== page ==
Dangerous pitch brings early close in South Africa with India on top
South African batsman Dean Elgar is hit by a bouncer from Jasprit Bumrah at Wanderers
Johannesburg - South Africa are 17 for one, chasing 241 for victory
Published: Fri 26 Jan 2018, 9:37 PM
Last updated: Sun 28 Jan 2018, 1:40 PM
A dangerous pitch brought play to a close 20 minutes early on the third day between South Africa and India with the home side chasing an unlikely target of 241 in the third and final test on Friday.
The Wanderers wicket had seen balls lifting sharply off a good length all day. Umpires Ian Gould and Aleem Dar, after at least four discussions on whether to take the players off the field, finally took the decision when South Africa opener Dean Elgar was struck on the helmet by a short ball from seamer Jasprit Bumrah.
The home side were 17 for one at the close, with Elgar 11 not out and Hashim Amla at the other end on 2, still needing 224 for victory in their second innings.
With the batsmen unable to trust the bounce, the umpires and match commissioner Andy Pycroft will now have to decide if player welfare is under threat.
India might feel aggrieved to have lost 20 minutes at the end of day after their own batsmen took body blows.
South African opener Aiden Markram (4) failed for the second time in the test when he edged a rising ball from Mohammed Shami to wicketkeeper Partiv Patel.
India had earlier showed admirable bravery in posting 247 in their second innings.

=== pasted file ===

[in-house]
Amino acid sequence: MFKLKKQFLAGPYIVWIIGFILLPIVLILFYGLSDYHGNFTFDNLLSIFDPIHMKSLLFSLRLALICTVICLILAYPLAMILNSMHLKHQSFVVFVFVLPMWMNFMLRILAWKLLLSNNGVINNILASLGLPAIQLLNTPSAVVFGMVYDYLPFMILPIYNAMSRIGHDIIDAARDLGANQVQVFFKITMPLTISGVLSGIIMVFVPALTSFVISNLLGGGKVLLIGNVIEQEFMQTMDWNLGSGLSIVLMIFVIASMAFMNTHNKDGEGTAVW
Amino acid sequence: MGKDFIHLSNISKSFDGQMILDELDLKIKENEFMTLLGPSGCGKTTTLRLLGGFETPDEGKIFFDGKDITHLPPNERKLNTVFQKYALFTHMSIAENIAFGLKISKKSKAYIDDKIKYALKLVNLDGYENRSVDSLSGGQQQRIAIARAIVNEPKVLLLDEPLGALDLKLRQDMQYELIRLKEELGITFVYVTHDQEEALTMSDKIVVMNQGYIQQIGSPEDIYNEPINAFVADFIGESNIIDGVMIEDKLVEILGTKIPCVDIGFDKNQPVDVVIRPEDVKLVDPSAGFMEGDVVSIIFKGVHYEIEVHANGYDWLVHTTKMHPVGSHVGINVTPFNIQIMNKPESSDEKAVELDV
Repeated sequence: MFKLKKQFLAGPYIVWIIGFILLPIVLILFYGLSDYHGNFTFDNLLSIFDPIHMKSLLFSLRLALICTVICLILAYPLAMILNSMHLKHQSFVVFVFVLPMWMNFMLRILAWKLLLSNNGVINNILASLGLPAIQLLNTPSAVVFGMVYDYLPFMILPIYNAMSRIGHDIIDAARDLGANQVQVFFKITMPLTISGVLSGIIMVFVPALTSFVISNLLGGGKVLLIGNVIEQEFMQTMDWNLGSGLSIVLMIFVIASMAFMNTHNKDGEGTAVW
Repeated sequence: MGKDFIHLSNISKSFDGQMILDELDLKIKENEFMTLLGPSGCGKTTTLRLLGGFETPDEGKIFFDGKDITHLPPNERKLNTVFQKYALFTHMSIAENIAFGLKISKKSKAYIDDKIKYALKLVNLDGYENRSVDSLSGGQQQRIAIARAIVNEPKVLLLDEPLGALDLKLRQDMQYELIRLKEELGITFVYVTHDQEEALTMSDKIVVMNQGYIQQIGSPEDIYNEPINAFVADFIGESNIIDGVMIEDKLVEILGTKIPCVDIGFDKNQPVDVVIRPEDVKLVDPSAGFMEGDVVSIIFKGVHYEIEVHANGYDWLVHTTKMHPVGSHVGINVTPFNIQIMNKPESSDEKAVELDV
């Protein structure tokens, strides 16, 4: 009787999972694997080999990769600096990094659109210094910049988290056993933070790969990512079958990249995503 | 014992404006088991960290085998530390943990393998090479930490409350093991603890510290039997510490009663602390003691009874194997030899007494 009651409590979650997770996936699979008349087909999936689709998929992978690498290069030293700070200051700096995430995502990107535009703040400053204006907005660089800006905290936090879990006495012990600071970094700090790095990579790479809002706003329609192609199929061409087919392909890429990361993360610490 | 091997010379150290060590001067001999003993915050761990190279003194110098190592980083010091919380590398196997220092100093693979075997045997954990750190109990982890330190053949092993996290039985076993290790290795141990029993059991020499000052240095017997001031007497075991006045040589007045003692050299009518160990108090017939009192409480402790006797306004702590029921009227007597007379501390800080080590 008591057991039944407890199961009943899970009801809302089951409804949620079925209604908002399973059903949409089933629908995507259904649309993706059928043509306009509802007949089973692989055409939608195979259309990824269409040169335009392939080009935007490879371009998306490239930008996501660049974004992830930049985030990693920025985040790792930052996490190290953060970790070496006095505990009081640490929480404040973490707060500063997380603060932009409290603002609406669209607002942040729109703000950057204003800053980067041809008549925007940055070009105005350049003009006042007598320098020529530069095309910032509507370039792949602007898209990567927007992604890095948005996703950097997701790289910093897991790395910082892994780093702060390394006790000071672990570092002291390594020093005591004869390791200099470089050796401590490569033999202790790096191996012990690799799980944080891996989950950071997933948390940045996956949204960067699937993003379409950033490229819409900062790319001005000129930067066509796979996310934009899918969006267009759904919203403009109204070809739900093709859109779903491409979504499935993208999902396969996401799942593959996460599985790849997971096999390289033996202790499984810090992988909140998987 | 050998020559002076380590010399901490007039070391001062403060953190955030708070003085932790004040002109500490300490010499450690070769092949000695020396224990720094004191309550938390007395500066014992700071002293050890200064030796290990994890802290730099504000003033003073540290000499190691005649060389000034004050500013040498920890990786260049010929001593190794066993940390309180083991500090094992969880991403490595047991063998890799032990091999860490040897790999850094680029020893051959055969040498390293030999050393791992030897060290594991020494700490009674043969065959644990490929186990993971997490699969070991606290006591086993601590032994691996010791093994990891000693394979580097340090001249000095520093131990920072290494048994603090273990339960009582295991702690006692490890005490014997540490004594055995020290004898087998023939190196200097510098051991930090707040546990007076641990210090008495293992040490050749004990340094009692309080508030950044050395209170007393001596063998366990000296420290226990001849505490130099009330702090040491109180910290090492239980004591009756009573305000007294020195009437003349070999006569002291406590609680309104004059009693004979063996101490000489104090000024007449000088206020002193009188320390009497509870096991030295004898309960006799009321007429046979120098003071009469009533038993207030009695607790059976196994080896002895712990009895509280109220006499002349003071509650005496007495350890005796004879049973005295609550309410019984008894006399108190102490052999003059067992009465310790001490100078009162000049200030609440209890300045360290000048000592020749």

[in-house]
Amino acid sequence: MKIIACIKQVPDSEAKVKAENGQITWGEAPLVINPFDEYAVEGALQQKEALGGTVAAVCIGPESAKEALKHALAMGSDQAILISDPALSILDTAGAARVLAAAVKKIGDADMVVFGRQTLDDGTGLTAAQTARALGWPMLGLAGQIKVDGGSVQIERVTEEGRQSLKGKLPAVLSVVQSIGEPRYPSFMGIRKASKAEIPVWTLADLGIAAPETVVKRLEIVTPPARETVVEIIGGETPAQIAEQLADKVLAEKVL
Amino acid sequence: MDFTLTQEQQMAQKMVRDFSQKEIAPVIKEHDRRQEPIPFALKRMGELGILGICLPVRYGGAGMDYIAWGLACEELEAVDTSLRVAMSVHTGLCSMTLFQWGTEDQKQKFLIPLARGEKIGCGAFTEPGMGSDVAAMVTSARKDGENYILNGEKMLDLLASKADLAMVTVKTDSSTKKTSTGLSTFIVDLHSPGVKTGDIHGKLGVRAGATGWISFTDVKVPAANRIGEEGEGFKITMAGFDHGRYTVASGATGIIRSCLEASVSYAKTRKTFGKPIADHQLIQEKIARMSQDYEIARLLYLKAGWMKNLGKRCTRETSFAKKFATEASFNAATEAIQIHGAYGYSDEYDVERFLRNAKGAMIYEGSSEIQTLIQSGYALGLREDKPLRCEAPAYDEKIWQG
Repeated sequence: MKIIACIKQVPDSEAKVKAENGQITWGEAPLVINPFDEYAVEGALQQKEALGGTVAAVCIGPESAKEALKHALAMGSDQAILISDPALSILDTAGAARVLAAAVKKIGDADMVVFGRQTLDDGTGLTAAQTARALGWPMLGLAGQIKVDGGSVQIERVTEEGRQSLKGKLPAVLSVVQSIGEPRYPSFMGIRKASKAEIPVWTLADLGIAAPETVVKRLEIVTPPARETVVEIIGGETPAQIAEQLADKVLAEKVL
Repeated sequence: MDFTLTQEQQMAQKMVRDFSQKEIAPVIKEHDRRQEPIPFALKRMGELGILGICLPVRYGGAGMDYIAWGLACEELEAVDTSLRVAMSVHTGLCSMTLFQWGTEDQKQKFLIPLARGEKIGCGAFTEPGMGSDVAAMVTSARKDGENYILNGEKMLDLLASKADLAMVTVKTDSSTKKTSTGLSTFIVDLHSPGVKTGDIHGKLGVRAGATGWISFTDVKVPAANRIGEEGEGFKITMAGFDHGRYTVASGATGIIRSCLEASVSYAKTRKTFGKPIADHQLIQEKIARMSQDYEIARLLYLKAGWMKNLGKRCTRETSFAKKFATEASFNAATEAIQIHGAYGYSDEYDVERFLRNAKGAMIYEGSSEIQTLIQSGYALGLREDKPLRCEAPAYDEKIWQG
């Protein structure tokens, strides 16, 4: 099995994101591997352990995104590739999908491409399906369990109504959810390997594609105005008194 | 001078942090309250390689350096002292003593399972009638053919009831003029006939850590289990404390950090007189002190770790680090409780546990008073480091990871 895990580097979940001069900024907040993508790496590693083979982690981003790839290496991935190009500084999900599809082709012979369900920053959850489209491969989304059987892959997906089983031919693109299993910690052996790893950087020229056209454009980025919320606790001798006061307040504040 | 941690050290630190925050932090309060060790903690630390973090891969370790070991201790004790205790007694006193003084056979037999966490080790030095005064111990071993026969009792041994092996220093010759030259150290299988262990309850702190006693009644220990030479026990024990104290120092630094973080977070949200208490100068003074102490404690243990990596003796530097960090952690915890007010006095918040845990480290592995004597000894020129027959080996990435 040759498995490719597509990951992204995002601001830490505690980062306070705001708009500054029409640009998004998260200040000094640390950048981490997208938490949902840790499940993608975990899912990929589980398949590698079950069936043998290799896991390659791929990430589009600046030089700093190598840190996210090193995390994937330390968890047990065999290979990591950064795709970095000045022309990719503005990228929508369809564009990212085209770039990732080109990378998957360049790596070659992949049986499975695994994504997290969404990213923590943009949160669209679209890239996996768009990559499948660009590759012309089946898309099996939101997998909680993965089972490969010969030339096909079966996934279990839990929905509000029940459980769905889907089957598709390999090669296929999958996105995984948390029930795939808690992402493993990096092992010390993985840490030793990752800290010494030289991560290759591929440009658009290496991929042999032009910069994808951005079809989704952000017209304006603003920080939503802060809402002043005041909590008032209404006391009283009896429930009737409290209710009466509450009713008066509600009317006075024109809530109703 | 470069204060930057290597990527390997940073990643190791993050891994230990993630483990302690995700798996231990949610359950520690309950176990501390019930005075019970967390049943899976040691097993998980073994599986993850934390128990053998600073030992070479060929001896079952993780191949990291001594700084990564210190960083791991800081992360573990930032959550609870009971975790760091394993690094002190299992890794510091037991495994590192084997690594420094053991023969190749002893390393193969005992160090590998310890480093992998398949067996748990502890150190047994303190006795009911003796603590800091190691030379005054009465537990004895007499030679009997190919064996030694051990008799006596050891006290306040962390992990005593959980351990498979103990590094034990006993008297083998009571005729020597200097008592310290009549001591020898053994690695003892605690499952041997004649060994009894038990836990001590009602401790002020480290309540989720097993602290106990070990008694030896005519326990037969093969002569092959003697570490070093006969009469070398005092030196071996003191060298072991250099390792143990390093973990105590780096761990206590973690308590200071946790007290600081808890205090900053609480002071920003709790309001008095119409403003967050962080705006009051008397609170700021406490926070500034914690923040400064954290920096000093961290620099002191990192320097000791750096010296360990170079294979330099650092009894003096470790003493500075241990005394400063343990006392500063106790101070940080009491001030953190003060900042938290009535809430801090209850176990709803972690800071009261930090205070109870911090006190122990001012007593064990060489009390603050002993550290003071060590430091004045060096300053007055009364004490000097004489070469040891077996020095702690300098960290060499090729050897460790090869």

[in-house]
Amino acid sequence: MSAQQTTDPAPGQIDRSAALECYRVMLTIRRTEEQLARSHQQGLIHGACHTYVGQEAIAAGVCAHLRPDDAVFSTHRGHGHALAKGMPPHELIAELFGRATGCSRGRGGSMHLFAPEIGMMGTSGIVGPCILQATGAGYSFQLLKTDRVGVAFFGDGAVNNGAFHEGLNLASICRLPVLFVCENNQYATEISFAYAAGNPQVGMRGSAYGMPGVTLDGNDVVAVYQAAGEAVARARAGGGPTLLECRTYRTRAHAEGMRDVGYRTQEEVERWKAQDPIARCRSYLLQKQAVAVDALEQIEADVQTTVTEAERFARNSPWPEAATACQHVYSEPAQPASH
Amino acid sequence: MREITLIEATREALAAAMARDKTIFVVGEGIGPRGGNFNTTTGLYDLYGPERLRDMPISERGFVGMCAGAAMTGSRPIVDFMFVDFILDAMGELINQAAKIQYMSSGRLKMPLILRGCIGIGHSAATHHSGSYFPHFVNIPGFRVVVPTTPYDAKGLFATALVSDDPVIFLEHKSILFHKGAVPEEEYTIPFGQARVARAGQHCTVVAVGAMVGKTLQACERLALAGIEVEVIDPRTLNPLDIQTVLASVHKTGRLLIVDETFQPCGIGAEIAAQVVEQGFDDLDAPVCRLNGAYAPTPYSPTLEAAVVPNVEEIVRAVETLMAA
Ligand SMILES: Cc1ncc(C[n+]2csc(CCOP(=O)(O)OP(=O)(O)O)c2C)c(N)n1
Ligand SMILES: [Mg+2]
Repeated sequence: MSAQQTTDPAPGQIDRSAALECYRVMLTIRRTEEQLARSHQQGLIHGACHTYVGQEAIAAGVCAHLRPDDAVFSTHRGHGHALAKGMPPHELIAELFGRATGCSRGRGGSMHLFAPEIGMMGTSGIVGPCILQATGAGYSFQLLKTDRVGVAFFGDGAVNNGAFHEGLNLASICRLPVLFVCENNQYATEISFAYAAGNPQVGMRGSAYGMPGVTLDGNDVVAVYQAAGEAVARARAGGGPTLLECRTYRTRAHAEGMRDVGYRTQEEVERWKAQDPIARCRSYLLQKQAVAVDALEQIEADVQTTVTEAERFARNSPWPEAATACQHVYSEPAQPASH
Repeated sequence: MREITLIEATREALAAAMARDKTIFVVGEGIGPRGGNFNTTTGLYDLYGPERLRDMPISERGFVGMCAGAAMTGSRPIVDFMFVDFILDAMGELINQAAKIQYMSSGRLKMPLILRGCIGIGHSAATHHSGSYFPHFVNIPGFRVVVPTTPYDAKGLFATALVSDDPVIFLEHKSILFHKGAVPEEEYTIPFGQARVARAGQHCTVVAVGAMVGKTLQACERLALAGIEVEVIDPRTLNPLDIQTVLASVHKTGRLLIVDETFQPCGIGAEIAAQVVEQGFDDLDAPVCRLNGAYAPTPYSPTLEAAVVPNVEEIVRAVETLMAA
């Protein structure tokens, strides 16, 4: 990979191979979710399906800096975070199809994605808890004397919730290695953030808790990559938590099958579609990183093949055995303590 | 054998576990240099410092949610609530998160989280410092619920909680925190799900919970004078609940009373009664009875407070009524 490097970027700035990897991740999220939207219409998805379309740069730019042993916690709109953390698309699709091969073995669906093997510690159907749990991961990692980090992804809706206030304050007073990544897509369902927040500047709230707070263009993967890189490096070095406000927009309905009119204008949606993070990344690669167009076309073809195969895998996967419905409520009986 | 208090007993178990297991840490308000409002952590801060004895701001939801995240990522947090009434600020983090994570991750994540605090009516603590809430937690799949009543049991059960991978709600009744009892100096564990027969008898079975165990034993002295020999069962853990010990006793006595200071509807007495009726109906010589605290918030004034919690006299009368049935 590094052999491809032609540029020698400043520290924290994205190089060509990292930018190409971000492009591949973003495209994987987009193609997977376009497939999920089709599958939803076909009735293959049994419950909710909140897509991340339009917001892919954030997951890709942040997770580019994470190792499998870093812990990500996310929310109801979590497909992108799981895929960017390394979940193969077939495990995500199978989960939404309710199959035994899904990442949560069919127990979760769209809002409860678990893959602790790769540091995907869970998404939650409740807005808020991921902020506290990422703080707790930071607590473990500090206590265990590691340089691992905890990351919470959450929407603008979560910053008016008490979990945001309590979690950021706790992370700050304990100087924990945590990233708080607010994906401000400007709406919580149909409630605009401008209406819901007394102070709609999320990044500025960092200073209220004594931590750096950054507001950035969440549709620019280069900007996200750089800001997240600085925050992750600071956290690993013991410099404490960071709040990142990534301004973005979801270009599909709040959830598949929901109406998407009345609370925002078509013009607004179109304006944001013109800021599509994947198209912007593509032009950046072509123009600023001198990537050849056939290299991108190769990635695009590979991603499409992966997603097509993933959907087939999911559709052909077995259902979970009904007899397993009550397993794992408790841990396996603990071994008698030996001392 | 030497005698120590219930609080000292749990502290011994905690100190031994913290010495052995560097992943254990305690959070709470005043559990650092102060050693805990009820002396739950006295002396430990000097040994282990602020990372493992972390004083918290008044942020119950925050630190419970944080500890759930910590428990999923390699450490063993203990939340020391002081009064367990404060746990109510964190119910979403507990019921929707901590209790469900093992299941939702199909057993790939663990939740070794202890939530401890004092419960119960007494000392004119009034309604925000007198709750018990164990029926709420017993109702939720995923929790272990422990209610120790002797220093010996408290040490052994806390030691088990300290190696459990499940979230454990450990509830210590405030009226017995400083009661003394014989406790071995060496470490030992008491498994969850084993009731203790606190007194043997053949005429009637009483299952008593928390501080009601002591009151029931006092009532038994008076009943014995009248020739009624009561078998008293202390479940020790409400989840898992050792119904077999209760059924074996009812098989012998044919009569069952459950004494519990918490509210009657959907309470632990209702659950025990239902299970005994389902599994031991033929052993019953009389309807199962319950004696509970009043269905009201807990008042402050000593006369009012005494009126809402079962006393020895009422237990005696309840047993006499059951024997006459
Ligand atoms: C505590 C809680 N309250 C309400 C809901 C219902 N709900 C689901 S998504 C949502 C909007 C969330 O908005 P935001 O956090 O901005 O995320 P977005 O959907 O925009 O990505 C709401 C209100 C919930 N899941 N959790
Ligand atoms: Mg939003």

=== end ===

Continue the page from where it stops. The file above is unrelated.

Ajinkya Rahane (48), not picked for the first two tests of the series, played some sublime shots in difficult conditions.
"Our approach is that we want to play and we want to win this test match," Rahane told reporters after the days' play.
"That ball (to Elgar) was back of length, a hard length. It kicked off with slightly more bounce than usual.
"The bounce on this wicket is completely natural. Not dangerous, it is completely similar for both teams."
South Africa coach Ottis Gibson says the team wants to complete the test, but says player safety must come first.
"We are here to play cricket. We still want to play cricket," Gibson said. "The match referee's decision will be on player safety. If the match ref says play on, we are going to play once a decision is made.
"Throughout the whole game on both sides, you saw batsmen wearing a few. India didn't complain and we didn't either."
South Africa have an unassailable 2-0 lead in the three-match series, but are seeking a first ever clean-sweep over India.